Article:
[WEBCAST] Reopening a Post-Pandemic IndiaVIEW EVENT DETAILS
Monday, 8th June, 12.30 p.m. – 1.30 p.m.
Watch Live on Facebook
Nearly two months into the world’s strictest Covid19 lockdown, the Indian government introduced a new set of guidelines under ‘Unlock 1.0’ to reopen its economy in a phased manner. Under these measures, everyday activities would resume in varying degrees across states, with state governments employing local strategies to prevent transmission. According to the WHO, countries considering the lifting of lockdowns should ideally fulfil the following criteria – controlled transmission, additional health capacity for tracing, testing, isolating and treating patients, minimized outbreaks in cluster zones, sufficient risk management, adherence of preventative measures among students and workers, and large scale community adjustment to the new norms. So is India really ready?
The preparedness of the public health system has been the biggest lesson from this pandemic. States with strong public health systems like Kerala have shown how to successfully contain the Covid-19 situation. Extremely resource-intensive measures such as community-based interventions, aggressive testing and strict quarantine measures have been employed to contain the spread of the virus. India can utilize data and intelligence generated during this period to fortify the public health system and make it more inclusive, reliable and equitable. This pandemic can be used as an opportunity to recalibrate health policies, investments and research to devise a robust recovery for India.
As India eases its countrywide lockdown, what will be the best way forward for India? How should the public health plans and investments be designed in the near to medium term? How can the current state of affairs propel bigger reforms in areas of livelihoods, infrastructure and sanitation?
Join us as we discuss these important questions with Dr. Shitij Kapur, Dean, Faculty of Medicine, Dentistry and Health Sciences and Assistant Vice-Chancellor of Health, University of Melbourne, Dr. Shahid Jameel, Virologist and CEO of DBT/Wellcome Trust India Alliance, Ashok Alexander, Founder-Director of the Antara Foundation and Divya Rajagopal, Senior Assistant Editor, Economic Times as moderator.
This event will be live-streamed on Facebook. Viewers can submit questions through comments during the live stream.
Ashok Alexander is the Founder-Director of the Antara Foundation and former India Country Director of the Bill and Melinda Gates Foundation. His career has spanned the worlds of business and public health delivery. He has demonstrated how business principles can be applied to scale up the delivery of complex public health solutions in HIV prevention and maternal and child health, across India. He left McKinsey and Company in 2003 to establish an HIV prevention program – Avahan, for the Bill and Melinda Gates Foundation that aimed to help stop the growth of HIV in India. In 2014, Ashok set up the Antara Foundation to see if the methods of scaling from business used there (integrating supply and demand-side measures, community-driven) could be applied to maternal and child health.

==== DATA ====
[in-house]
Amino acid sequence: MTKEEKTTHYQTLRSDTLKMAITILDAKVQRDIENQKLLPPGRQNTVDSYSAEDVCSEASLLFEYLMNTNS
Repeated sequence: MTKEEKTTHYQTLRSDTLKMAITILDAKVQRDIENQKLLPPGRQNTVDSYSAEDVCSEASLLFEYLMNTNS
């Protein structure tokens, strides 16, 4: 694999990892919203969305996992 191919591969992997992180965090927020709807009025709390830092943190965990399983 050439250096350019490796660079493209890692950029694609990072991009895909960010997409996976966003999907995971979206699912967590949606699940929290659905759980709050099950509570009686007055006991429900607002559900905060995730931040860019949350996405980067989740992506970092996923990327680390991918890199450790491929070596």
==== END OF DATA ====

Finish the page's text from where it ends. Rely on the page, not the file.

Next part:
Dr. Shahid Jameel studied Chemistry at the Aligarh Muslim University and Indian Institute of Technology-Kanpur, India and obtained a PhD in Biochemistry at Washington State University, USA. His postdoctoral work was in Molecular Virology at the University of Colorado Health Sciences Center, Denver, USA. In 1988 Dr. Jameel set up the Virology Group at the International Centre for Genetic Engineering and Biotechnology, New Delhi, India and led it for 25 years, where his research focused on human viruses. In 2013 he was appointed as CEO of the DBT/Wellcome Trust India Alliance, a biomedical research charity based in India.
Professor Shitij Kapur is the Dean, Faculty of Medicine, Dentistry and Health Sciences and Assistant Vice-Chancellor of Health at the University of Melbourne. His background is as a clinician-scientist with expertise in psychiatry, neuroscience and brain imaging. Before moving to Australia, he was Executive Dean of the Institute of Psychiatry, Psychology and Neuroscience, Europe's largest and leading centre for mental health research, and prior to that, Vice-President (Research) for the Centre for Addiction and Mental Health Toronto. He currently serves as a director on the boards of the Royal Melbourne Hospital, Walter and Eliza Hall Institute of Medical Research, St Vincent’s Research Institute, Aikenhead Centre for Medical Discoveries and the Florey Board.
Divya Rajagopal is a Senior Assistant Editor with The Economic Times (ET) newspaper based out of Mumbai, India. ET is one of the largest read financial dailies in India. Divya covers the health and pharma beat for the organisation and is now reporting on Covid-19 developments from the country. A journalist with 12 years of experience across print and broadcast, her area of interests are drug discovery, public health and access issues to healthcare.
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